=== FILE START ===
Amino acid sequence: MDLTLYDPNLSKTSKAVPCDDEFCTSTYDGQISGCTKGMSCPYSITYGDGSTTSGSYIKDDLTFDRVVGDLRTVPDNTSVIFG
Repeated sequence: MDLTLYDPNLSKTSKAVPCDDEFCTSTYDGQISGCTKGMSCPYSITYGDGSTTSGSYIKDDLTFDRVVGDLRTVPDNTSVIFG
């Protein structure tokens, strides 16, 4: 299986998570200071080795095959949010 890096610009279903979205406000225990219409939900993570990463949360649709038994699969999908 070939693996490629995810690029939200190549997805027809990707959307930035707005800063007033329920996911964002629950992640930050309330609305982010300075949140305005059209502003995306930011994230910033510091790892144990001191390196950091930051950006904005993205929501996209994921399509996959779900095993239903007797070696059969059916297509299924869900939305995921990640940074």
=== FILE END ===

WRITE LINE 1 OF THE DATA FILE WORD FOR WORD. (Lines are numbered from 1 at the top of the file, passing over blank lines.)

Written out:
Amino acid sequence: MDLTLYDPNLSKTSKAVPCDDEFCTSTYDGQISGCTKGMSCPYSITYGDGSTTSGSYIKDDLTFDRVVGDLRTVPDNTSVIFG